Peace park in South Korea to be built with support from Hiroshima citizens

by Hiromi Morita, Staff Writer

Volunteers in Hiroshima, including A-bomb survivors, established a working committee on August 15 to support an effort to build a peace park in Hapcheon, South Korea, an area from which about 5000 people are believed to have experienced the atomic bombing in Hiroshima. The committee will launch a campaign, including a drive to raise funds, in conjunction with this effort.

Hiroshi Maruya, 83, honorary director of Hiroshima Kyouritsu Hospital, and Motofumi Asai, 67, president of the Hiroshima Peace Institute, are heading the committee, which includes six other members. The committee members have formed the tentatively-named “Association to Help Build Hapcheon World Peace Park” and will now draw up more detailed plans for the association, coordinate their activities with the South Korean Atomic Bomb Sufferers Association, and look into making contact with South Korean lawmakers.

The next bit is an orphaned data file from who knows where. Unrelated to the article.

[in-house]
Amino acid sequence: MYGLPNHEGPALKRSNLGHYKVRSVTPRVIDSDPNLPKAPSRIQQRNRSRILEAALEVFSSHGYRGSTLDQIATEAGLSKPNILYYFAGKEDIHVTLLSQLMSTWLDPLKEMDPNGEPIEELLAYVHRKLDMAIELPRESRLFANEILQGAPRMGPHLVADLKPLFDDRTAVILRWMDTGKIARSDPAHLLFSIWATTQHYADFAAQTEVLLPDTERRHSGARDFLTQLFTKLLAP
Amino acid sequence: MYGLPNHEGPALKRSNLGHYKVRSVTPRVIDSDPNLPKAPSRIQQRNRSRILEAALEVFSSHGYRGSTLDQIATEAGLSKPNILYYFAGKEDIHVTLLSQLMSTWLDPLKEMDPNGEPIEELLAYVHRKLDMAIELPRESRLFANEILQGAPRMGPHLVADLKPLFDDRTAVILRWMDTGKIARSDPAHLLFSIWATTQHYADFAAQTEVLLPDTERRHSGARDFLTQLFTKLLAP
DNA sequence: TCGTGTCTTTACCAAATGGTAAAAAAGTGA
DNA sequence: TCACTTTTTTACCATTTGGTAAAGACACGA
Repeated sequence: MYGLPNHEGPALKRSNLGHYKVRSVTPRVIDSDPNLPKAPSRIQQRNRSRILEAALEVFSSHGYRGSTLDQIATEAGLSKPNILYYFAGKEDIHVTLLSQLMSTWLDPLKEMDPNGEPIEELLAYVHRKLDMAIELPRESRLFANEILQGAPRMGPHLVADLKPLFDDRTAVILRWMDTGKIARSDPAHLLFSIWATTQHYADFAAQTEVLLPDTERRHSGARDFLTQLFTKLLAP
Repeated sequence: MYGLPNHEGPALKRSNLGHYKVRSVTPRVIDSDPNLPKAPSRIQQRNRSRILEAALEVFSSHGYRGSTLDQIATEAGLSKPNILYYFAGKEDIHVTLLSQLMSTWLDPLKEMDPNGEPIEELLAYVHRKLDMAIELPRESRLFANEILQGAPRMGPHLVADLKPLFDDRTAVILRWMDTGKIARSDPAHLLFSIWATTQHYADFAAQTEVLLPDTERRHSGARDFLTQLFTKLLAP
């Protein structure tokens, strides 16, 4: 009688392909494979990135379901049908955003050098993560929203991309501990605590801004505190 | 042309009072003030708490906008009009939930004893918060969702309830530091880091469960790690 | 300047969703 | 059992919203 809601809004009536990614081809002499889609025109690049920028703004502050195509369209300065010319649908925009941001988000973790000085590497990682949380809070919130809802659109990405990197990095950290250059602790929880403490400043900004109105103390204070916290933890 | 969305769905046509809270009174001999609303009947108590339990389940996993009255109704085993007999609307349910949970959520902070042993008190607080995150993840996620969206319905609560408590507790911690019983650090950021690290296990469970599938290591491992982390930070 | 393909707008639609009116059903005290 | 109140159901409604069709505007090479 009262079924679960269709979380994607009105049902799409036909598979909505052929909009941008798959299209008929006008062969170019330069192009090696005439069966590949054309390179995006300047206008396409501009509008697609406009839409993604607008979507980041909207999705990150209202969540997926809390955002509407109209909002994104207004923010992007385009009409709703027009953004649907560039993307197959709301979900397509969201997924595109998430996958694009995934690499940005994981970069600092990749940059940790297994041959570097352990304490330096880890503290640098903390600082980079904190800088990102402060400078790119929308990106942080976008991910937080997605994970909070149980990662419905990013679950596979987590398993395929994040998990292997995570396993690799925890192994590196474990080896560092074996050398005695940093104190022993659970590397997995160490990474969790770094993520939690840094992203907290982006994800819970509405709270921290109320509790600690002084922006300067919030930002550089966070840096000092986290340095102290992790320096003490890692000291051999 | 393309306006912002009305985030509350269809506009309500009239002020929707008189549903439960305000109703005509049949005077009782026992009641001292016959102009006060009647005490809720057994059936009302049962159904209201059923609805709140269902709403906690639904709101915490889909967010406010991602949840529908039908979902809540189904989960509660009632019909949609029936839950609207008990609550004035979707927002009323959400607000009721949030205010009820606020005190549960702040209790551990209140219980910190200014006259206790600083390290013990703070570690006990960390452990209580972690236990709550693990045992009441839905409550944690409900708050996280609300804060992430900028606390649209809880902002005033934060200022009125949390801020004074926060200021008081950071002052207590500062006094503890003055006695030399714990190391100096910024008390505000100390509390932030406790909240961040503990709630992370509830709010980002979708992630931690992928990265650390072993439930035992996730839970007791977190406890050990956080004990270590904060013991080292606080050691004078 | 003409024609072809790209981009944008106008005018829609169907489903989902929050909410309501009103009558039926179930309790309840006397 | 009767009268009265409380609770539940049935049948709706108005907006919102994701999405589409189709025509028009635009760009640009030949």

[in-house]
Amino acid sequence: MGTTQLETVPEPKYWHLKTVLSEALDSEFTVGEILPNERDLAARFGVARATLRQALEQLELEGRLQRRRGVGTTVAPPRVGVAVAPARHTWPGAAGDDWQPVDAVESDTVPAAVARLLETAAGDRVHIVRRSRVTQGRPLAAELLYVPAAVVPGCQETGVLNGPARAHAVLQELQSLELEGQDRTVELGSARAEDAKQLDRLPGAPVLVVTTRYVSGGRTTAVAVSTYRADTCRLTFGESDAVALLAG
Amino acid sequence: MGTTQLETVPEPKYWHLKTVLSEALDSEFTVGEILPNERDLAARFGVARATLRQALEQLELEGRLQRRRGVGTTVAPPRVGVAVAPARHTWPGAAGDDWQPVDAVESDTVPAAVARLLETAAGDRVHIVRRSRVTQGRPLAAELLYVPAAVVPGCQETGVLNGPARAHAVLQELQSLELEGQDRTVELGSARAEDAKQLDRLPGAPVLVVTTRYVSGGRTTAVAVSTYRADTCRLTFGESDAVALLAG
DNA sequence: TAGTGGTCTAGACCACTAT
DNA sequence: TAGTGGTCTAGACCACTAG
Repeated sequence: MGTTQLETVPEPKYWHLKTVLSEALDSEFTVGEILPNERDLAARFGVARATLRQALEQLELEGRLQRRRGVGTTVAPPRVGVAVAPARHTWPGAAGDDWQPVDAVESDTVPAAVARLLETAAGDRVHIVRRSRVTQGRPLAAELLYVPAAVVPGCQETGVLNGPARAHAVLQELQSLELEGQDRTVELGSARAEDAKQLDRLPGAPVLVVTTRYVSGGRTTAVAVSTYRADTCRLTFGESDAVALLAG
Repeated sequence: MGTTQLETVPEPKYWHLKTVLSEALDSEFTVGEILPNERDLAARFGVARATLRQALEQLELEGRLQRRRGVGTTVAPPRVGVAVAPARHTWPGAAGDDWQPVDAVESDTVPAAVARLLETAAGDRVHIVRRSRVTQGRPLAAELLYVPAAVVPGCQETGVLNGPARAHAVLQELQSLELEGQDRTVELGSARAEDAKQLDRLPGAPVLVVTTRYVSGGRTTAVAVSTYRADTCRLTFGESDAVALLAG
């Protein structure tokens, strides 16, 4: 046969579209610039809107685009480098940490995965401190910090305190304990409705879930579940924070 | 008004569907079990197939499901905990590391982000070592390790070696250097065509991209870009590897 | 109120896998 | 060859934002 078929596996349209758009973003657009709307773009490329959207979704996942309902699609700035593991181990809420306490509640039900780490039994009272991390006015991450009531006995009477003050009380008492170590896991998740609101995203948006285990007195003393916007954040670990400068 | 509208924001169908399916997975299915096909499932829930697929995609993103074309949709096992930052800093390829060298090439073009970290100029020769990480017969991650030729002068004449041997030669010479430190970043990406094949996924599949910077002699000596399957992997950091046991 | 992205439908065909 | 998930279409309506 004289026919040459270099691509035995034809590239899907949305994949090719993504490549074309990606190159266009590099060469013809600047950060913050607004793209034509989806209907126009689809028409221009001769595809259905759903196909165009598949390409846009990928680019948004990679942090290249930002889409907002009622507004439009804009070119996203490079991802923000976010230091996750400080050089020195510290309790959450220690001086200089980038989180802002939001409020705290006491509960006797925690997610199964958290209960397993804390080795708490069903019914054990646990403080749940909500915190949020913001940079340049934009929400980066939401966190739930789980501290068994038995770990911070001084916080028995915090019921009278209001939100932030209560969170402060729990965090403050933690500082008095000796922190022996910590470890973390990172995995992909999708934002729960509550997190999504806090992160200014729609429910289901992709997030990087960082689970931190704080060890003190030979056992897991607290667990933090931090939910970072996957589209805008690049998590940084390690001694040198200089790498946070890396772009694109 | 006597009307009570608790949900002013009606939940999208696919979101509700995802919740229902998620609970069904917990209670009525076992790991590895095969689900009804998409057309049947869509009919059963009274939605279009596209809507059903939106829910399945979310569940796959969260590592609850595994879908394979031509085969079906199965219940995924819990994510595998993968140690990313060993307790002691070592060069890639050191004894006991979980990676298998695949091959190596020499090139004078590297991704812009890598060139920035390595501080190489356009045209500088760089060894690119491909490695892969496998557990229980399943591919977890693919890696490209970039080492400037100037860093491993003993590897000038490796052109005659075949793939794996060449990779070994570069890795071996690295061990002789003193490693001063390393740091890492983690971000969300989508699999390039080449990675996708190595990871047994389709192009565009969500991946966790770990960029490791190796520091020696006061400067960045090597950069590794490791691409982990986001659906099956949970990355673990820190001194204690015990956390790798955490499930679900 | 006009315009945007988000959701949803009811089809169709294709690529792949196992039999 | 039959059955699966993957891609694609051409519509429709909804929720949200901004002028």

In South Korea, the Hapcheon branch of the South Korean Atomic Bomb Sufferers Association, which had 642 members as of August 2007, and Korean lawmakers have played a central role in plans to build the Hapcheon World Peace Park since 2005. According to these plans, the park will cover an area of approximately 100,000 square meters and the estimated cost of building the park is about 4 billion yen.

After Japan’s annexation of Korea in 1910, many Korean people were deprived of their land and left the Korean Peninsula for Japan. Some came with the promise of work; others were forcibly brought over. A number of farmers from Hapcheon also came to Hiroshima, where they experienced the atomic bombing and were exposed to its radiation. Survivors returned to Korea after World War II ended, but had lost family members and property by that point.

“We mustn’t forget the fact that many Korean people also became victims of the A-bomb,” remarked Dr. Maruya, when interviewed at Hiroshima City Hall.

(Originally published on August 16, 2008)